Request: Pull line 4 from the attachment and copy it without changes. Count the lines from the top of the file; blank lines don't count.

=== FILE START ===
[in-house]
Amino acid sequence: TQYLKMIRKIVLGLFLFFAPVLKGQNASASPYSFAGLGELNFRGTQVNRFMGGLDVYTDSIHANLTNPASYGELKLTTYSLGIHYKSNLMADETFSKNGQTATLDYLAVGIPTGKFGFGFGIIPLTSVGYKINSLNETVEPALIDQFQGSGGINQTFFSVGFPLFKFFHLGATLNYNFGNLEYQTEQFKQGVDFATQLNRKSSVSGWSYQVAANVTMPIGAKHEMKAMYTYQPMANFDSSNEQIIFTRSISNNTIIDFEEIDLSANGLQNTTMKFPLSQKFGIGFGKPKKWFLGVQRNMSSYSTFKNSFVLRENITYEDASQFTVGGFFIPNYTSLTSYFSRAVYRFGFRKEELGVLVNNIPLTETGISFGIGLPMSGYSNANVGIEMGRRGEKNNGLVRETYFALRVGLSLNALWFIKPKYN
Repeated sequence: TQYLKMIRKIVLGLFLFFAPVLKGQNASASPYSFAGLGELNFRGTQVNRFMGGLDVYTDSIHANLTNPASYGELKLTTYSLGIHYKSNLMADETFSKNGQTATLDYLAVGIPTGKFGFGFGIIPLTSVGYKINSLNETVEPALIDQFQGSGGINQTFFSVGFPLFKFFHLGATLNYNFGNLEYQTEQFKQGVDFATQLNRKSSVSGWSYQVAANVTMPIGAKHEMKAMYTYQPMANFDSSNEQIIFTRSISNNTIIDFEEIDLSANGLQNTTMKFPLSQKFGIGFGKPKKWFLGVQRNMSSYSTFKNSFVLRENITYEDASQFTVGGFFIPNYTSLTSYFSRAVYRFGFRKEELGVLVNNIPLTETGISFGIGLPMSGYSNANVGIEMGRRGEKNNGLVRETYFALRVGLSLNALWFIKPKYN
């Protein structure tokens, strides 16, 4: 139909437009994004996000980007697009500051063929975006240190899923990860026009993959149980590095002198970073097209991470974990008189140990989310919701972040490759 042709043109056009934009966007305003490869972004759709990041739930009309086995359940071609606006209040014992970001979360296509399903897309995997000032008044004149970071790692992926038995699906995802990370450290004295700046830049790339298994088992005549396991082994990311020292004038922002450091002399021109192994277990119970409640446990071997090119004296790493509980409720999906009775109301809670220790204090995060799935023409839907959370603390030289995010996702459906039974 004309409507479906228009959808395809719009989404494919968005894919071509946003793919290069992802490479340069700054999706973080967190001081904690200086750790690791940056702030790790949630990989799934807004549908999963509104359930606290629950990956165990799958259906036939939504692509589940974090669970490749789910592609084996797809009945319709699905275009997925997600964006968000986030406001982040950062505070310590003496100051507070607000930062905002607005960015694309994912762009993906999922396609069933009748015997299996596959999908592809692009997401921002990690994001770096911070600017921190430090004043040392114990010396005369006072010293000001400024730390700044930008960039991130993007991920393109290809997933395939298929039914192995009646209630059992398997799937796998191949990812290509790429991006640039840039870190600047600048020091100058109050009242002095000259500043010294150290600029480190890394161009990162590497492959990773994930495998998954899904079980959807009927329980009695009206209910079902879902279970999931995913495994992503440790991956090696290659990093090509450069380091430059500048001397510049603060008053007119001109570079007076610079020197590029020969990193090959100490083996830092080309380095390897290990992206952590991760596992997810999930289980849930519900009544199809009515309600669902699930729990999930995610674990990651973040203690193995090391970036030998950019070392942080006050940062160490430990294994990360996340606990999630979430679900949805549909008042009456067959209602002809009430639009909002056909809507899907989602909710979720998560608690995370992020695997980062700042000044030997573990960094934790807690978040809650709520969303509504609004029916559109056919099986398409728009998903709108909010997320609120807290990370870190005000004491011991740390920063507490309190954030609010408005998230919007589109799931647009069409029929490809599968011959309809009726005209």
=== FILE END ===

């Protein structure tokens, strides 16, 4: 139909437009994004996000980007697009500051063929975006240190899923990860026009993959149980590095002198970073097209991470974990008189140990989310919701972040490759 042709043109056009934009966007305003490869972004759709990041739930009309086995359940071609606006209040014992970001979360296509399903897309995997000032008044004149970071790692992926038995699906995802990370450290004295700046830049790339298994088992005549396991082994990311020292004038922002450091002399021109192994277990119970409640446990071997090119004296790493509980409720999906009775109301809670220790204090995060799935023409839907959370603390030289995010996702459906039974 004309409507479906228009959808395809719009989404494919968005894919071509946003793919290069992802490479340069700054999706973080967190001081904690200086750790690791940056702030790790949630990989799934807004549908999963509104359930606290629950990956165990799958259906036939939504692509589940974090669970490749789910592609084996797809009945319709699905275009997925997600964006968000986030406001982040950062505070310590003496100051507070607000930062905002607005960015694309994912762009993906999922396609069933009748015997299996596959999908592809692009997401921002990690994001770096911070600017921190430090004043040392114990010396005369006072010293000001400024730390700044930008960039991130993007991920393109290809997933395939298929039914192995009646209630059992398997799937796998191949990812290509790429991006640039840039870190600047600048020091100058109050009242002095000259500043010294150290600029480190890394161009990162590497492959990773994930495998998954899904079980959807009927329980009695009206209910079902879902279970999931995913495994992503440790991956090696290659990093090509450069380091430059500048001397510049603060008053007119001109570079007076610079020197590029020969990193090959100490083996830092080309380095390897290990992206952590991760596992997810999930289980849930519900009544199809009515309600669902699930729990999930995610674990990651973040203690193995090391970036030998950019070392942080006050940062160490430990294994990360996340606990999630979430679900949805549909008042009456067959209602002809009430639009909002056909809507899907989602909710979720998560608690995370992020695997980062700042000044030997573990960094934790807690978040809650709520969303509504609004029916559109056919099986398409728009998903709108909010997320609120807290990370870190005000004491011991740390920063507490309190954030609010408005998230919007589109799931647009069409029929490809599968011959309809009726005209």